Stepmother-barBut, with light there must always be dark. Enter the evil stepmother, Lady Tremaine, deliciously played by Cate Blanchett. From the moment she slithers on screen, you feel a cold chill run up and down your spine. She’s mean to the core of her soul. Blanchett’s performance is over the top in all the right ways. For the first time, we learn why the stepmother is so mean. We get a look into who and what makes her so mad at the world. From her lines, her look, and even how Blanchett moves, she loves playing this role. She is worth the price admission alone.

One of the other talented standouts would be the role of the Fairy Godmother, strangely played by Helena Bonham Carter. Here we finally see Carter toss away her black and white Tim Burton ways, and embrace the whites and pinks of being a fairy. And she does it awesomely. Where, in another movie, they would have had Blanchett and Carter switch roles, here we get to see both embrace different sides of the same coin. Carter is perfect as she bops from place to place, acting like a crazy lady using magic to make Ella’s dreams come true. It’s a fun scene and one that stays the most true to the animated classic.

The movie is set in wonderful world full of color and beauty. Each scene is bright, shiny, and a joy to behold. Credit to cinematographer, Haris Zamarloukos, who manages to make the movie look real, even though it is set in a fairy tale land. Nothing seems too CGI or out of place. Even though your mind knows it’s not real, it’s never catches you off guard. The digital backgrounds, CGI characters, and special effects work so seamlessly together you swear you are looking out a window on a bright sunny day.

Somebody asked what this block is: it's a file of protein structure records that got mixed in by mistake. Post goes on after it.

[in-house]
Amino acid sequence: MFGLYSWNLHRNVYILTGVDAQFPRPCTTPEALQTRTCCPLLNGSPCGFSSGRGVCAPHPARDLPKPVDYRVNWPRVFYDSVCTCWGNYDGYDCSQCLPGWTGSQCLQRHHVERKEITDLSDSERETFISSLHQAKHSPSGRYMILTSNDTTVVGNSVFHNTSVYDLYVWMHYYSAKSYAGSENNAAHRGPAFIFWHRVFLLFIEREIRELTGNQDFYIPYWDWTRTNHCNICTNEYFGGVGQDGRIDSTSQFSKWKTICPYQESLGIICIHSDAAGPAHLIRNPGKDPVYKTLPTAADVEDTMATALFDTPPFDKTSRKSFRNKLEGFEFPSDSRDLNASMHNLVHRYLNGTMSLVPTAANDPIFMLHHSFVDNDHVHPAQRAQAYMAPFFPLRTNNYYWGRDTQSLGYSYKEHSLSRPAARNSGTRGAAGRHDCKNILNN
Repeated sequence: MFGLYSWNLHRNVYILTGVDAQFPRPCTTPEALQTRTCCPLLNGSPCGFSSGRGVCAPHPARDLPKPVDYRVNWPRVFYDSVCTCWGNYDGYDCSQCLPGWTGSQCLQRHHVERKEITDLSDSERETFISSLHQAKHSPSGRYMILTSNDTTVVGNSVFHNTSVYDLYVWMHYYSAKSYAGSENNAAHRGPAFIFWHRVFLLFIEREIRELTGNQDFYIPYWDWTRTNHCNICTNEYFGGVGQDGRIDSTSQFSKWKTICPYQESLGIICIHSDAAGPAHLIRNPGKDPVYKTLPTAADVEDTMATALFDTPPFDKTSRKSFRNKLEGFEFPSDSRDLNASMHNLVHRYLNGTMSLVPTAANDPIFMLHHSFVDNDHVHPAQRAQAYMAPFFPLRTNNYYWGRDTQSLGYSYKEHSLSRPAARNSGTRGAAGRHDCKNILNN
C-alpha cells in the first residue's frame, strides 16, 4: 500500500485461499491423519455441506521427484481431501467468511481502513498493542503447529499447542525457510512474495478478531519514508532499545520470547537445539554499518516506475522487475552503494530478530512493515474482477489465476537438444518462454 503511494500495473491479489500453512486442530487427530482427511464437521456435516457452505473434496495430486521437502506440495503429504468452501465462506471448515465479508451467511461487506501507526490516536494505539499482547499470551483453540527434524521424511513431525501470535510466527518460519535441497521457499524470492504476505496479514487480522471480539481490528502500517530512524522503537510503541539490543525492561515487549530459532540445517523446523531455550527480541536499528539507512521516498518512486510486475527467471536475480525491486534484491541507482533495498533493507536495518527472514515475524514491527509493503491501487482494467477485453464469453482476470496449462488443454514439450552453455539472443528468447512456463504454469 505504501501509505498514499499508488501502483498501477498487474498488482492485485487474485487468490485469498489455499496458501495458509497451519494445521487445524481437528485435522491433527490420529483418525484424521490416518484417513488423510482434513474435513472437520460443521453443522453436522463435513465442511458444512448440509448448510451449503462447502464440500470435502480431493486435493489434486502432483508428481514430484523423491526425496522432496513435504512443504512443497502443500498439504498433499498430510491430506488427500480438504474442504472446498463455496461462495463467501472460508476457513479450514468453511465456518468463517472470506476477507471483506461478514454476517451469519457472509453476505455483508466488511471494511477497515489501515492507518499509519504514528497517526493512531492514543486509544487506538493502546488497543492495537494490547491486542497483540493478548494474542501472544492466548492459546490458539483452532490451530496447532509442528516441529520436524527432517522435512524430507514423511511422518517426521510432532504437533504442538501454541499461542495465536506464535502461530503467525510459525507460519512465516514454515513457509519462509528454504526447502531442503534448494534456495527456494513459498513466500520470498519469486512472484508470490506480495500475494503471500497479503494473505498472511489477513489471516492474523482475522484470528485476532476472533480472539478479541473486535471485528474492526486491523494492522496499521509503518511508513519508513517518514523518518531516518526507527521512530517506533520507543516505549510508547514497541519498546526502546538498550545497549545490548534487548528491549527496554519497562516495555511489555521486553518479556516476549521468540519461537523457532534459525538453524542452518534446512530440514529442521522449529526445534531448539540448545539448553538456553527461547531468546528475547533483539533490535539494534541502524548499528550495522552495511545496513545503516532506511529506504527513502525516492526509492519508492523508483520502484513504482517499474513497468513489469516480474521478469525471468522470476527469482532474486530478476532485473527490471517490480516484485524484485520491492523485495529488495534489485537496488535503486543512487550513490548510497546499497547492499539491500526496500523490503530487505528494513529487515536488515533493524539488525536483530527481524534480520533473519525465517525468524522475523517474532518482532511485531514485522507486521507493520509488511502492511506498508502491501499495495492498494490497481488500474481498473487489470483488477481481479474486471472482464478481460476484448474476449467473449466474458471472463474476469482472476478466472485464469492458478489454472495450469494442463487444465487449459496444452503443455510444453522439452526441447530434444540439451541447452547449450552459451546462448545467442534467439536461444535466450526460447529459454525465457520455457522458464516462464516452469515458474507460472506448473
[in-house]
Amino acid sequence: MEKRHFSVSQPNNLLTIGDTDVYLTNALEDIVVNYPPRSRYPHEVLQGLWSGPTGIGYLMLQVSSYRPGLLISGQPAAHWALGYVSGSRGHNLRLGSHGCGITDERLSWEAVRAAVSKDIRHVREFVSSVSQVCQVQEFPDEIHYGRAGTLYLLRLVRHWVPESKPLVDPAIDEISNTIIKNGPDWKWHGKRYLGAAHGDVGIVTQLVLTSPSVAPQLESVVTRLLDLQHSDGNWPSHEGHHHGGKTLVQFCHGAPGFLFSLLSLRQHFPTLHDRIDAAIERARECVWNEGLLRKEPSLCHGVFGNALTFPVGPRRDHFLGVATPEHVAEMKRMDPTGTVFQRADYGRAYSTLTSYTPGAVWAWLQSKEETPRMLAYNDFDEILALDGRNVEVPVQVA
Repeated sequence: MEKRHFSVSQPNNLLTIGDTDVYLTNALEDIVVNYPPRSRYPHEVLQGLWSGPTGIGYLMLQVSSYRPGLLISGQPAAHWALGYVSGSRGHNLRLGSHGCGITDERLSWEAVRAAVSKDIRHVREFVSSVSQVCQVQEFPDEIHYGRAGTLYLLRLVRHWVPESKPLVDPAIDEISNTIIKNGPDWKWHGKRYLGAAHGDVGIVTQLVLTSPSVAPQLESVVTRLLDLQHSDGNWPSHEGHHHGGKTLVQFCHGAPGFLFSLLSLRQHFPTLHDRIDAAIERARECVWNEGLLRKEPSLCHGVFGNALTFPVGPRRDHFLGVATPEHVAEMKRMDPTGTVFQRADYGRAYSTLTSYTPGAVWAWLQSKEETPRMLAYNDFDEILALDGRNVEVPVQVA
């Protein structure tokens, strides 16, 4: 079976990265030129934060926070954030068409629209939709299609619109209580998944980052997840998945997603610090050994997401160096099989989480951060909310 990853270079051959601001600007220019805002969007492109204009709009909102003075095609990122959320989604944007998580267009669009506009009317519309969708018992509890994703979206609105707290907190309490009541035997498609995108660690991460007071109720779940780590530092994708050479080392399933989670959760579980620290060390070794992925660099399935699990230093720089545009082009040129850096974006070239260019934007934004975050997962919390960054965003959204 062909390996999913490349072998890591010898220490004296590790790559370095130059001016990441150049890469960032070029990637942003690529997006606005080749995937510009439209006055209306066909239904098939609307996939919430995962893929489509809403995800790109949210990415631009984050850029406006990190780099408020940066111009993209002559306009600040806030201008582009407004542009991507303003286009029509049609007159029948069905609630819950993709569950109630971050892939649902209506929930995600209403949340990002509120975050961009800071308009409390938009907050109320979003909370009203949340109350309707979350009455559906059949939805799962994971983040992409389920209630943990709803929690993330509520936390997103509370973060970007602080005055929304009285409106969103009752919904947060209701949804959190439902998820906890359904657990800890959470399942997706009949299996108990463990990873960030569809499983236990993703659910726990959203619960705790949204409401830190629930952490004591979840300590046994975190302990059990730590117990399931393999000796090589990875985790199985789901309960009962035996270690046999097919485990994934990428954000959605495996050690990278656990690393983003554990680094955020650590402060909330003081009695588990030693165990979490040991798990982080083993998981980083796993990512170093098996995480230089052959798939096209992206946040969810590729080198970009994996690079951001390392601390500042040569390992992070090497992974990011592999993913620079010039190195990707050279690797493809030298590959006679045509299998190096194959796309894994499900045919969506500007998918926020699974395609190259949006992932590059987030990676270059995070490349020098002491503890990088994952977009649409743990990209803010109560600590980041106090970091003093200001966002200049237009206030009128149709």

cinderella3A lot of time and effort was put into making sure the special effects worked for this movie, and it paid off. There are certain mental images we have from the story, and the Disney version, that could have been tricky for filmmakers. But, here they look great. When Ella’s animal friends are turned into human hybrids to get her to the ball, it looks great and believable for the world you’re in. As does the pumpkin turning into the carriage, and the mice into horses. But, one thing that had to look perfect, and you can imagine how much time was spent on making sure it did, was the tattered dress being turned into the stunning dress Ella wears to the ball. The effects spared no expense. Because it works. Little girls around the world are going to want their dress to glow and transform like Ella’s does. The effect is beautiful and very empowering for the character. The wardrobe department should take a bow and be proud of what they accomplished.

As Disney begins taking their animated catalog and turning them into live-action, special effects, extravaganzas, this is a great first outing. It’s beautiful, funny, and full of heart. A movie that the whole family can enjoy. Showing the love that mothers and fathers impart upon their children. If Disney is good at anything, it’s making a great, feel-good, family movie. And here, once again, they have hit it out of the park.